• Never give out personal information such as credit card number, bank account number, date of birth, or Social Security number to a phone sales representative, unfamiliar company or unknown individuals.
  • Take time in making decisions, especially for large purchases.
  • Research unfamiliar companies with organizations such as Better Business Bureau, the National Fraud Information Center, etc.
  • Use financial services for intended for aging adults, such as True Link Financials, which offer financial advisory and a personalized investment plan.
  • Sign up for the FTC’s Do-Not-Call Registry. Telemarketers who continue to call you after you have registered are subject to penalties. You can sign up on the website or call to (888) 382-1222.

Home improvement or contractor fraud

Home improvement contractors use several methods of targeting seniors: high pressure phone calls, flyers, advertisements, manipulation, and door-to-door sales. Fraudulent contractors can be effective in making people think their services are needed and then taking advantage of their victims.

 Prevention steps:

  • Be an informed customer. Take time to research, compare prices, and get second opinions before making a purchase.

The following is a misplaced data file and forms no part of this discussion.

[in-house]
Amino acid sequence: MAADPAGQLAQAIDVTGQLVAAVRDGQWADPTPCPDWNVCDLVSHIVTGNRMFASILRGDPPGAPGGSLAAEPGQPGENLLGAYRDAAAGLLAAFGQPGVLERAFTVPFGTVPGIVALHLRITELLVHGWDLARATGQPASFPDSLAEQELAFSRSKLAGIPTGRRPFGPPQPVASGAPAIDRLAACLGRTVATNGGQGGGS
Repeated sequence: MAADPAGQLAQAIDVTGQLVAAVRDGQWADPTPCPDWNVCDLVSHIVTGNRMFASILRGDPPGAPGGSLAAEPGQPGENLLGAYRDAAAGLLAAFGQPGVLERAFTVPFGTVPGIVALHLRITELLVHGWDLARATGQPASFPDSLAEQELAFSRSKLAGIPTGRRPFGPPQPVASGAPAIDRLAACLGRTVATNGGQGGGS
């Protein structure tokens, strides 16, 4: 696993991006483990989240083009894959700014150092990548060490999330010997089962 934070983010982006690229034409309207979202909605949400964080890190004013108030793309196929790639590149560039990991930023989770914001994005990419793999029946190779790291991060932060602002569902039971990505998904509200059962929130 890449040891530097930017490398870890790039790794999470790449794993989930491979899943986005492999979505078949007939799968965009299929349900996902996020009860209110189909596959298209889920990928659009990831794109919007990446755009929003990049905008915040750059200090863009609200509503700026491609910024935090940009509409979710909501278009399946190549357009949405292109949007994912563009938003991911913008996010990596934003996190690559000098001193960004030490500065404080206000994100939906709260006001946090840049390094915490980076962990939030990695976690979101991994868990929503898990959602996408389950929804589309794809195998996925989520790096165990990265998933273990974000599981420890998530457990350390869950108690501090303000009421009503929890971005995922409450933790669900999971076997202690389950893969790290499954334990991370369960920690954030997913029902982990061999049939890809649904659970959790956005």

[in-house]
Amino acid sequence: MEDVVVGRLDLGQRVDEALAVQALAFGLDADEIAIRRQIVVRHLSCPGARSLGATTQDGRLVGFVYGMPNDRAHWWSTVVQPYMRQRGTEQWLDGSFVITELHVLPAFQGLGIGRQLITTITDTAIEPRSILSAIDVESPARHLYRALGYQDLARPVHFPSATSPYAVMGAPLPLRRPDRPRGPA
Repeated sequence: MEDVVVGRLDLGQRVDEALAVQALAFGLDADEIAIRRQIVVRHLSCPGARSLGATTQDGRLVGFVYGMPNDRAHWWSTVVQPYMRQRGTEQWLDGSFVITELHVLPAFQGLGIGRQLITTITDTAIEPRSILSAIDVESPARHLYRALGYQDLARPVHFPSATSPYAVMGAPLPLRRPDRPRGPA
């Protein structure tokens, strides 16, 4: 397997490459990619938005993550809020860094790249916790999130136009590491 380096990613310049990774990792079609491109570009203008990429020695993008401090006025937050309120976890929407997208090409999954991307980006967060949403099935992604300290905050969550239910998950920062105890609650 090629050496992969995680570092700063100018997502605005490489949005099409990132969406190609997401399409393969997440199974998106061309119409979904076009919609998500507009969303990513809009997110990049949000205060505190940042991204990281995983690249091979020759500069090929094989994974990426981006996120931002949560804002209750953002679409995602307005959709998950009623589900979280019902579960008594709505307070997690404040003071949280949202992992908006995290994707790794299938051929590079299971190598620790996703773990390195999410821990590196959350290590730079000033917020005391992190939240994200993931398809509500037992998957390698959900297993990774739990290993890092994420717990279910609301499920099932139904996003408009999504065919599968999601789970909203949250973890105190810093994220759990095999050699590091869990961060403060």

• Ask a family member or trusted friend to accompany you to visit your bank, financial advisor, and/or lawyer for advice before making any purchases or investments.
  • Determine what work really needs to be done. Read carefully through the written contract and ensure that the project is explicitly described, including start and completion dates, materials, and labor specifics.
  • Avoid paying the contractor in full before the job is done by negotiating when and how payment will take place before the work begins. Check if the work is fully completed before paying.

 For more information on fraud types, prevention, and assistance, visit these links:


Encouraging Your Loved One’s Independence

Many fears aging adults experience relate to staying active and independent. According to a recent survey from the Institute for Tomorrow for the Home Instead Senior Care network, losing independence is a major concern for aging adults when they think of the future.